Faceless, voiceless and nameless
That’s how Manal Al-Sharif describes herself prior to the Arab Spring, a series of uprisings that began in the Middle East in early 2011. That was the year her world changed forever, when TIME Magazine would declare this previously unheard of, divorced, hijab-wearing mother, one of the 100 most influential people in the world.
Up until that point Al-Sharif was a successful, even trailblazing Middle Eastern woman — a bachelor’s degree in computer science to her name, she was the national oil company’s first female IT security consultant. She worked for a brief time in Boston, Massachusetts. And it was there that, aged 30, she got her driver’s license. That western right of passage would change the course of her life.
Back home in Saudi Arabia, she found herself bemoaning the women’s driving ban to a colleague — she was fed up of the harassment she incurred in the streets when she tried to secure a ride home from work. “What driving ban?” her colleague wanted to know. That’s how Al-Sharif discovered that there was no law preventing Saudi women from getting behind the wheel, it was simply a deep-rooted, societal norm that few females — indeed none of her generation — had dared to challenge.
Al-Sharif not only dared to get in the driver’s seat. She had a friend record her there, along with her fierce diatribe against the cultural oppression that prevented others from doing the same. She posted the video on YouTube (watch it below), asking women all over the kingdom to hit the road on what she called Women2Drive day, June 17th. The video attracted 700,000 views on its first day.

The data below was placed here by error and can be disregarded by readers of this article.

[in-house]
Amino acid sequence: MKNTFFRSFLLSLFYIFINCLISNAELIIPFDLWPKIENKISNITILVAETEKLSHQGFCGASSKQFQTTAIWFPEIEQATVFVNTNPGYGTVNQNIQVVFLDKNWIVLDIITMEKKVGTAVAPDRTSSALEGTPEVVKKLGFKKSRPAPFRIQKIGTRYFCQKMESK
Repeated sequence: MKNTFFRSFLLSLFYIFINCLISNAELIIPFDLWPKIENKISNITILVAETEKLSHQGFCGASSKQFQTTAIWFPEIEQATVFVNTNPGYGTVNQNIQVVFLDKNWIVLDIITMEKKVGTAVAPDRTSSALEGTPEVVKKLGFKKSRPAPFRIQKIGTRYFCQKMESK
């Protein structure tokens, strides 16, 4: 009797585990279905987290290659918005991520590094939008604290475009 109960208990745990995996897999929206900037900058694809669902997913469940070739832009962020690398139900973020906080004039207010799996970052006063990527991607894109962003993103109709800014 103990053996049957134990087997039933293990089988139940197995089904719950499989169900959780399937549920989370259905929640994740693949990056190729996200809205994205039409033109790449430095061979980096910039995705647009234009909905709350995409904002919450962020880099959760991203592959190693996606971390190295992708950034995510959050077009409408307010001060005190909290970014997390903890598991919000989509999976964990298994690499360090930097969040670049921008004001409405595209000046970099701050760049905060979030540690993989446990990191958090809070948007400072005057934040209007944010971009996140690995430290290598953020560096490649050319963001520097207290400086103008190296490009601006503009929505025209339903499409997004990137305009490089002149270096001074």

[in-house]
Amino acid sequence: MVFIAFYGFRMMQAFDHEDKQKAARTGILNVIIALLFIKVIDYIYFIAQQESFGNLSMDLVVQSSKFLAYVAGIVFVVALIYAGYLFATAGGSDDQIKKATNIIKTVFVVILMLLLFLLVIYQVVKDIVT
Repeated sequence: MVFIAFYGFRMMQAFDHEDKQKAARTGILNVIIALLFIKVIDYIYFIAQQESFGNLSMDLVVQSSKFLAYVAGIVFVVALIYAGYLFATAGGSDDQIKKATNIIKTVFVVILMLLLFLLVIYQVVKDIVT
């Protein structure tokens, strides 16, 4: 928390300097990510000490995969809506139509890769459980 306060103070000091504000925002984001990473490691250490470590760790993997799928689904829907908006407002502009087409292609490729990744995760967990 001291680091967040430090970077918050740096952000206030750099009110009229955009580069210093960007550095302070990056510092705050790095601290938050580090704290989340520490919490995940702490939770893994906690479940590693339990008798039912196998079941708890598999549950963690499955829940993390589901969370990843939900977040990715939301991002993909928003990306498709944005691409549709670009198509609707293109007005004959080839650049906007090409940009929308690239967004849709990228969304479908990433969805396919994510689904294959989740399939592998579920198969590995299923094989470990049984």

Her next road outing ended in her arrest. Despite there being no legal driving ban, she was imprisoned for nine days and received rape and death threats. The international community spoke out, including Hillary Clinton who condemned her treatment.
Upon her release, Al-Sharif renewed her efforts to encourage other women to follow in her tyre marks. Over 100 did, and despite a huge police presence on the roads, no further arrests were made. The fourth petition to the King’s council was successful: Saudi women could finally drive without fear of prison or a public lashing.
Al-Sharif left her IT role the following year, citing marginalisation by her employer, particularly after she took time off to travel to Norway to collect a prestigious prize recognising creative dissent.
Since 2012 she has devoted her time to activism, including speaking out against a Saudi Government initiative to inform husbands by text message when their wives or daughters leave the country, and drawing attention to the rape and murder of a five-year-old girl at the hands of her father, who served only four months for his crime.
Manal Al-Sharif’s most inspirational quotes
Daring to Drive: A Saudi Woman's Awakening is published in June 2017 by Simon & Schuster.
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